Myles Brennan, who is fighting to be LSU’s starting quarterback in 2021, has announced partnerships with Smoothie King (owner of the Smoothie King Center in New Orleans) and the Smalls Sliders restaurant in Baton Rouge.
Stingley and Brennan are both in partnership with broker NIL MatchPoint, another local business run by Henry Hays, former Dunham School boys’ basketball coach Jonathan Pixley and longtime radio host. Baton Rouge Charles Hanagriff.
The terms of each agreement are not yet known to the public. A Walk-On spokesperson declined to comment on behalf of the company.
The country’s most popular players are expected to strike deals worth hundreds of thousands of dollars. LSU’s Dunne, who has over a million followers on Instagram, 3.8 million more on TikTok, should perhaps benefit more than any other varsity athlete.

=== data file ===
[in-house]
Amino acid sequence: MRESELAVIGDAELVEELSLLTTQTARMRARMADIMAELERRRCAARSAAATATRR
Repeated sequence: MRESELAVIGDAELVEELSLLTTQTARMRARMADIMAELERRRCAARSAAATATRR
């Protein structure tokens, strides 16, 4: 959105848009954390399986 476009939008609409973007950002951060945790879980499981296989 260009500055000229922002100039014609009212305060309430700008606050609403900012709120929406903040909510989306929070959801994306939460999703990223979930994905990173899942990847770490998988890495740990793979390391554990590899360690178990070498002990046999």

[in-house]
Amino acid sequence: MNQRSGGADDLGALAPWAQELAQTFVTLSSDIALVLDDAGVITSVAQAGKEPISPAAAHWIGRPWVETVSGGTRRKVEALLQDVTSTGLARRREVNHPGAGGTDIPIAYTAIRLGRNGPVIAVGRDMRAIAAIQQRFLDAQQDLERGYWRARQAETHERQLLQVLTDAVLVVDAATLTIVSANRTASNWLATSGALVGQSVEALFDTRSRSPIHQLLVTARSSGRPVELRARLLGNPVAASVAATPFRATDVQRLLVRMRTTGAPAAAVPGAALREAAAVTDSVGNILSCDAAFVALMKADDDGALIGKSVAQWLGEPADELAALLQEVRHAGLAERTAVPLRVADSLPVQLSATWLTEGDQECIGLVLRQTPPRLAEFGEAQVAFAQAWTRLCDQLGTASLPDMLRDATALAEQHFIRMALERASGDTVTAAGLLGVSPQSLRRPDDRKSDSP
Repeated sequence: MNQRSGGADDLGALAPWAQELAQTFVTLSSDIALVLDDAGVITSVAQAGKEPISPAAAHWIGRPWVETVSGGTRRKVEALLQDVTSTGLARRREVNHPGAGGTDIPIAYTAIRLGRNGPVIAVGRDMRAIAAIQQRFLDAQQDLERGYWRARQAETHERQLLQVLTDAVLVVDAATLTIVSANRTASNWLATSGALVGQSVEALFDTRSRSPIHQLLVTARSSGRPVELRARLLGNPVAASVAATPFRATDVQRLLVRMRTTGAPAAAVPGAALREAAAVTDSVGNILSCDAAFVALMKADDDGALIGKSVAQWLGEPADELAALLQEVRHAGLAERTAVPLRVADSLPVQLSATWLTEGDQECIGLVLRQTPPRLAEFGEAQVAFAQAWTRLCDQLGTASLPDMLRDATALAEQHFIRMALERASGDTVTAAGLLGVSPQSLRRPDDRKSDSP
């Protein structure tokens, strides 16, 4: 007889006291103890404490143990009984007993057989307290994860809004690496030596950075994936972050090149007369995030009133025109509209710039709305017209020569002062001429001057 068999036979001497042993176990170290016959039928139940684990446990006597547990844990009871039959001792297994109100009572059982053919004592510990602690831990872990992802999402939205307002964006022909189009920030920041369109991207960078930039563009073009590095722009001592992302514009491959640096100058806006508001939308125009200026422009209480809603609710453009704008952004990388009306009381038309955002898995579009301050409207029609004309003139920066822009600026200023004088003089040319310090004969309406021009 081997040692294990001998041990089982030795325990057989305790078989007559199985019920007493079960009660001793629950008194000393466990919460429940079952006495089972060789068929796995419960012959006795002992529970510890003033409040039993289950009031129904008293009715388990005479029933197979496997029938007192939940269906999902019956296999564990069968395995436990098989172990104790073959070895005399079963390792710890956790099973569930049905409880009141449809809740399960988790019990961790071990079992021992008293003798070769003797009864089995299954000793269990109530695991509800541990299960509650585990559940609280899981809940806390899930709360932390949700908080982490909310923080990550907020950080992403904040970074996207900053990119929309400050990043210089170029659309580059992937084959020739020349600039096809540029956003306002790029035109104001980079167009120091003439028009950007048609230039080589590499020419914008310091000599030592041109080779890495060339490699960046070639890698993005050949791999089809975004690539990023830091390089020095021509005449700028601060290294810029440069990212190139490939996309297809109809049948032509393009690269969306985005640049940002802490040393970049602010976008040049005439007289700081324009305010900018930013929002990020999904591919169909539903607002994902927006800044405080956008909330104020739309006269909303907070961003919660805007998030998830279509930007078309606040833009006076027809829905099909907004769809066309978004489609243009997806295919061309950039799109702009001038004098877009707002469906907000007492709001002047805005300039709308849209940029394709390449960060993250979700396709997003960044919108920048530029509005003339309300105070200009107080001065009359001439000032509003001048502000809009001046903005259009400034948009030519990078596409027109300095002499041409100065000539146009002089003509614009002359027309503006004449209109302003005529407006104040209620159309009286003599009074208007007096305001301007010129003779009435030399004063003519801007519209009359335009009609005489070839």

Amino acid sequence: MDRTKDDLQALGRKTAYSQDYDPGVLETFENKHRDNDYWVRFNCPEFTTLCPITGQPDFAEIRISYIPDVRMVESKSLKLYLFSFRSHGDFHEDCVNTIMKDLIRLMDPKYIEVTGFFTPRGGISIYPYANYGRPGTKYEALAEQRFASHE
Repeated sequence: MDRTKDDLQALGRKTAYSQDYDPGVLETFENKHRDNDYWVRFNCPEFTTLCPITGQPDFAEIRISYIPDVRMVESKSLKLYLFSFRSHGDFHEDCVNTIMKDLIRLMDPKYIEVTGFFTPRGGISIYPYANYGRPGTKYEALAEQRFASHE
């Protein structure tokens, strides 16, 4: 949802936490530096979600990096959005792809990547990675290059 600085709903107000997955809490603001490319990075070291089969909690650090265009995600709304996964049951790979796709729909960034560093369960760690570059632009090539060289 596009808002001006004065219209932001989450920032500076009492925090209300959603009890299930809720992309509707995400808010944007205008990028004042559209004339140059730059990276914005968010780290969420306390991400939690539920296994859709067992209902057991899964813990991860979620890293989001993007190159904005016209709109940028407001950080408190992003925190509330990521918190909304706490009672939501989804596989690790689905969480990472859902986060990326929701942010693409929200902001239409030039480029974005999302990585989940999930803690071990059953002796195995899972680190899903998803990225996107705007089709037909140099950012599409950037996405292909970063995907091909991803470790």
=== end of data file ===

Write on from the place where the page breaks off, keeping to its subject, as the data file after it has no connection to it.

Miami quarterback D’Eriq King signed a NIL contract worth over $ 20,000, according to Sports Illustrated, which sets the bar high for immediate signing bonuses that are sure to climb.
The majority of athletes are likely to generate smaller (but still substantial) profits by partnering with regional businesses, attending events, running camps, or other creative endeavors.
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How many LSU athletes have signed NIL agreements?
The number is uncertain.
Stephanie Rempe, LSU’s assistant general manager of sports and chief operating officer, has taken the lead in the sports department’s NIL efforts. She said when NCAA policies were finally approved, LSU staff members were on the phone with the athletes until 2 a.m. Thursday about their upcoming deals.